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Whale meet nations in flare up over Brazil project

In this file photo taken on April 25, 2014 crew members of a whaling ship check a whaling gun or harpoon before departure at Ayukawa port in Ishinomaki City

Supporters and opponents of whale hunting were at loggerheads late Wednesday at a meeting of the 89-nation International Whaling Commission (IWC) in Brazil.

The meeting erupted into rancor over attempts to forge a common vision for the 72-year-old organization, which is torn between pro- and anti-whaling countries.

Japan's acting commissioner Hideki Moronuki said Tokyo could not support host country Brazil's vision for the future of the IWC -- the Florianopolis Declaration -- because it made no provision for lifting a 32-year moratorium on commercial whaling.

"Unfortunately this proposal would lead us into conflict and seriously hamper both the conservation and management of whaling based on science," he said.

The Brazilian proposal insists commercial whaling is no longer a necessary economic activity and would allow the recovery of all whale populations to pre-industrial whaling levels.

Japan is proposing a "Way Forward" package which envisages a twin-track future of conservation and commercial whaling which would be managed by a new "Sustainable Whaling Committee."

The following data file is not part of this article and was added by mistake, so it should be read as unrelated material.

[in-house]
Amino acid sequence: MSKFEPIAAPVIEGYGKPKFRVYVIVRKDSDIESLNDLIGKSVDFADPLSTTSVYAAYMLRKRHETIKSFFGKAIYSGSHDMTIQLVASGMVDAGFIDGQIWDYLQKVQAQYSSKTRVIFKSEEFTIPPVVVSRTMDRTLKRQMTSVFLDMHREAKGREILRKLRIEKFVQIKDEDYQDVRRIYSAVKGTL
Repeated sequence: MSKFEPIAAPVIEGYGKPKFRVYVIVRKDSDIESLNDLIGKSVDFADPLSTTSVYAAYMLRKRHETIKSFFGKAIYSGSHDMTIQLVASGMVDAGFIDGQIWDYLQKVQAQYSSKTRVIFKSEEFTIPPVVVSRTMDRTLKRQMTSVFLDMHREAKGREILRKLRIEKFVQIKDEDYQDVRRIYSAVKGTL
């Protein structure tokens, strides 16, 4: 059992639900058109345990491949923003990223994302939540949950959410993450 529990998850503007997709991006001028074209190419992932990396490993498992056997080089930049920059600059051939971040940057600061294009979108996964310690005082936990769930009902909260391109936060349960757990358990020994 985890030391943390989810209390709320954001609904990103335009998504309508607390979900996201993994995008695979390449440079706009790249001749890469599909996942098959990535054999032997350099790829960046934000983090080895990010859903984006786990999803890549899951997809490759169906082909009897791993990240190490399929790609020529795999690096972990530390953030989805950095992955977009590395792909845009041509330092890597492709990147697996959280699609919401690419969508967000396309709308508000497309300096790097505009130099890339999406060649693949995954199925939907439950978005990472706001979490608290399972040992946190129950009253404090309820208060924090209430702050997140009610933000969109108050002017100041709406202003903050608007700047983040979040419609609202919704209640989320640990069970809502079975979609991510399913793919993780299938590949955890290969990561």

Japan currently observes the moratorium but exploits a loophole to kill hundreds of whales every year for "scientific purposes" as well as sell the meat.

Both Brazil and Japan had been trying to reach a compromise on a hybrid resolution at the IWC's request.

Iceland, which along with Norway, ignores the 32-year moratorium on commercial whaling, said the Brazilian document -- which would outlaw Japan's "scientific" hunt -- "is intended to be divisive."

"I would be disappointed if the countries that supported aboriginal whaling earlier went along with this," said Iceland's whaling commissioner Stefan Asmundsson.

Countries on both sides of the whaling divide earlier voted to renew quotas for limited whale hunts for indigenous communities in Alaska, Russia, Greenland and the Caribbean.

"This morning I had a sense of hope and a feeling of euphoria with the widespread support given to aboriginal subsistence whaling, but this resolution brings home that there is a major and serious division in the IWC," said St Vincent's Commissioner Edwin Snagg.

Monaco's commissioner Frederic Briand said the world had changed a lot since the IWC was created in 1946 to manage whaling.

"We understand the fragility of our planet, only one planet. Of our ocean, only one ocean. The Florianopolis Declaration is calling on the IWC to reorient itself away from lethal use to non-lethal use of whales on the high seas.

"We do not see how it can be adopted together or fused in some way with Japan's 'Way Forward,' which offers a counterview and brings us back to the disastrous years of commercial whaling".

db/ia